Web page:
Speaking to journalists yesterday before meeting with his French counterpart, Defence Secretary Michael Fallon told journalists that all ten of the UK’s armed Reapers were “out on service, each one of them.” Previously the MoD has told Drone Wars UK and others that while some Reapers were undertaking combat operations in Iraq and Syria others were in storage in the UK although it refused to detail the numbers.
Asked yesterday by the press about possible co-operation on operating Reapers Mr Fallon told journalists that Reaper drones were on the agenda for his discussion with Jean-Yves Le Drian. Defence News reports:
“I specifically want to talk to Minister Le Drian today about Reaper UAV capacity,” Fallon told journalists here. “There is bottleneck on training drone pilots and we’re all short of drones.
“We have 10, they’re out on service at the moment, each one of them. We don’t have spare capacity to allocate anywhere else. Maybe there is much we could do there in common, either in the training or the procurement.”
The question that immediately arises is whether all ten are being used in Iraq and Syria or are some being used elsewhere? North Africa, where both the US and France are operating Reapers has often been suggested as a possibility.
A key issue with the growing use of armed drones is their ability to be used in great secrecy due to their ability to be used remotely and operated by a relatively small crew. The fact that they can and have easily been borrowed for operations by other nations together with a general lack of transparency also gives great cause for concern.
We expect urgent questions to be asked about this issue in the House of Commons in the coming days in order to, at the very least, clarify the situation.
The Ministry of Defence has confirmed numerous times that it has 10 armed Reaper drones in its fleet since acquiring an additional five aircraft from US manufacturer General Atomics last summer.
Throughout the war in Afghanistan the MoD confirmed the number of armed drones on operation as well as their location. However since the end of combat operation there, the MoD has changed its policy insisting that for security reasons it could no longer give such detail. We wrote to the MoD asking what was the key security difference between operations in Afghanistan, where the information could be released, and Iraq where it apparently cannot. The MoD told us:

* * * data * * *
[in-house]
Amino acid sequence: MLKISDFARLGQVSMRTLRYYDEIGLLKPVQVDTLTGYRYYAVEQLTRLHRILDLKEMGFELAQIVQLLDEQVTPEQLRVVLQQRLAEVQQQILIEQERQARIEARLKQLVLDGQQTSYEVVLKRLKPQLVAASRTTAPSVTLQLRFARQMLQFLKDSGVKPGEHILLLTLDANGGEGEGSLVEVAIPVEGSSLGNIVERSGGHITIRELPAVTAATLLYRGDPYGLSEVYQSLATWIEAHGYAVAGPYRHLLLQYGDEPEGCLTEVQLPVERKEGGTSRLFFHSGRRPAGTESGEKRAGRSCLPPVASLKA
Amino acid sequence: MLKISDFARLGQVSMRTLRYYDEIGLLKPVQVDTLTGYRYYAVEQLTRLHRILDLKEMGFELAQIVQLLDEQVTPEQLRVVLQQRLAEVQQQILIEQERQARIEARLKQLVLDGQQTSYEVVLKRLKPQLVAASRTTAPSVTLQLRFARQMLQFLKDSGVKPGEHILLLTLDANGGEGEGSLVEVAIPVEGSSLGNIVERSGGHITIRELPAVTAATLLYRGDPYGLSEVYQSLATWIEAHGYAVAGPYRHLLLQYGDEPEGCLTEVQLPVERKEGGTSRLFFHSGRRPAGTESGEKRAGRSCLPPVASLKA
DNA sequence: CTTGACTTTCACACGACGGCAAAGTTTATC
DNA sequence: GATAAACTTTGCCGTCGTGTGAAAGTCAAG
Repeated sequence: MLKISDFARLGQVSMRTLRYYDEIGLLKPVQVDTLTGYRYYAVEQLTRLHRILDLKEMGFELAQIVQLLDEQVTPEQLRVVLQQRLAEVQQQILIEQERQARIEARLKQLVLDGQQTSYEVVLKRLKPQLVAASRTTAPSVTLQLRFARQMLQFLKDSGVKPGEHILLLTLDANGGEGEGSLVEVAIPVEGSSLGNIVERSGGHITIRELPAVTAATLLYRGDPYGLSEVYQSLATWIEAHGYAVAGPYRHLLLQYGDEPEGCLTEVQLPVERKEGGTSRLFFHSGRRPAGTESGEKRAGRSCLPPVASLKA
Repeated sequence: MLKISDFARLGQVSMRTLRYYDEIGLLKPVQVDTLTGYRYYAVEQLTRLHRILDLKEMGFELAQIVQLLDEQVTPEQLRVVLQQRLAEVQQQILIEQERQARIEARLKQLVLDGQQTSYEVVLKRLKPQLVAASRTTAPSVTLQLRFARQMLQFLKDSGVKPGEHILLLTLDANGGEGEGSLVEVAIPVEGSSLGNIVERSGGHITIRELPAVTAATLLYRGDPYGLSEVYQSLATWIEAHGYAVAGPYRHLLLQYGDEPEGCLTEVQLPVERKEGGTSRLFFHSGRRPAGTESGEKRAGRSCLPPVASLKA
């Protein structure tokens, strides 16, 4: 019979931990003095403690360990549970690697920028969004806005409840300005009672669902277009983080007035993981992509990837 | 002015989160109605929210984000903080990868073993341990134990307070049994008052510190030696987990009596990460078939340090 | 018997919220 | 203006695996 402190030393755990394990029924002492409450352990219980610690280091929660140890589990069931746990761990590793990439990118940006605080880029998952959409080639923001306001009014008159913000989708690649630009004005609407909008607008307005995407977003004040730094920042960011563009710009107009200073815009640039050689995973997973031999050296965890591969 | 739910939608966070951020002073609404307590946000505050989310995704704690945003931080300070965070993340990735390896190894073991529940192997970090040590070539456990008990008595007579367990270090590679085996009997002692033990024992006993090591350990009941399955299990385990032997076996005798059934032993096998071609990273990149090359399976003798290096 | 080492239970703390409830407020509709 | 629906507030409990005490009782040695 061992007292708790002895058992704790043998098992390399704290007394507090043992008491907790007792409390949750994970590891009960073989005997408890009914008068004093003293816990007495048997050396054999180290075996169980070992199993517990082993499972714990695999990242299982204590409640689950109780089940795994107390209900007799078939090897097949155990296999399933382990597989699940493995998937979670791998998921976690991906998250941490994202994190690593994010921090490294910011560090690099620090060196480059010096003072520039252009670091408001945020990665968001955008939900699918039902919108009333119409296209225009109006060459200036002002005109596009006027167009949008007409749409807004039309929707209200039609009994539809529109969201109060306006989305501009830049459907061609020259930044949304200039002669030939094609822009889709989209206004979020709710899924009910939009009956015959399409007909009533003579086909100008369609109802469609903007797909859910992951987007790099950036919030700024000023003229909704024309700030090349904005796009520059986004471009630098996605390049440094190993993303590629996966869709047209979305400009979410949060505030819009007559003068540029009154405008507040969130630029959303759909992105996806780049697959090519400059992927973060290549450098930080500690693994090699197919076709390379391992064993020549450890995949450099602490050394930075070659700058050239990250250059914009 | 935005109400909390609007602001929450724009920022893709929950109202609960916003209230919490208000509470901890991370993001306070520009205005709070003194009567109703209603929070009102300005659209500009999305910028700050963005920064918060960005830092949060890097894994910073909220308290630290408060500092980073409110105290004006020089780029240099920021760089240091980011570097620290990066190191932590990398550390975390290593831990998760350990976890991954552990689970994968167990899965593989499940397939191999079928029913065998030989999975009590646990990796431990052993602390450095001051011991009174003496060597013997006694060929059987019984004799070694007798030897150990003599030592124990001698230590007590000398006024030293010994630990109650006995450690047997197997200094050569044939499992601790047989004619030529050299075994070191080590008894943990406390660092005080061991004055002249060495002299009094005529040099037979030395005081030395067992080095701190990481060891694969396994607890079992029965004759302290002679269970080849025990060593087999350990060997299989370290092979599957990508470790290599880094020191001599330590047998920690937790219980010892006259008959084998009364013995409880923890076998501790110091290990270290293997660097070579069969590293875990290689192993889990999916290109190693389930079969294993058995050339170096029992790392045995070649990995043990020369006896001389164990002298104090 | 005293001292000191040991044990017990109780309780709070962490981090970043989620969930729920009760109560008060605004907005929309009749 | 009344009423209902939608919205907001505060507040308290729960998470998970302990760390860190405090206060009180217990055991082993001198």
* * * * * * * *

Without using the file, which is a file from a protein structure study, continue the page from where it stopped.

In Afghanistan there were a large number of air assets contributing to the overall ISAF mission. Given this were able to release information on UK Reaper assets as this did not compromise capabilities by giving an indication of the level and area of coverage. As we drew down in Afghanistan, disclosing the capability in each location could have disclosed potential capability gaps, which could have compromised security, this is when the UK ceased to release information.
On Op SHADER, releasing the location of UK Reapers could disclose capability gaps and compromise security. Furthermore, for the protection of other nations involved, the UK does not divulge their location in accordance with FOI qualified exemption 27 – international relations.
This is something of an odd answer as there are also ‘a large number of air assets’ operating over Iraq. In addition and by stark contrast the UK is happy to detail the location and number of Tornado aircraft on operations in Iraq without it being a security issue.
More details on this when we have it.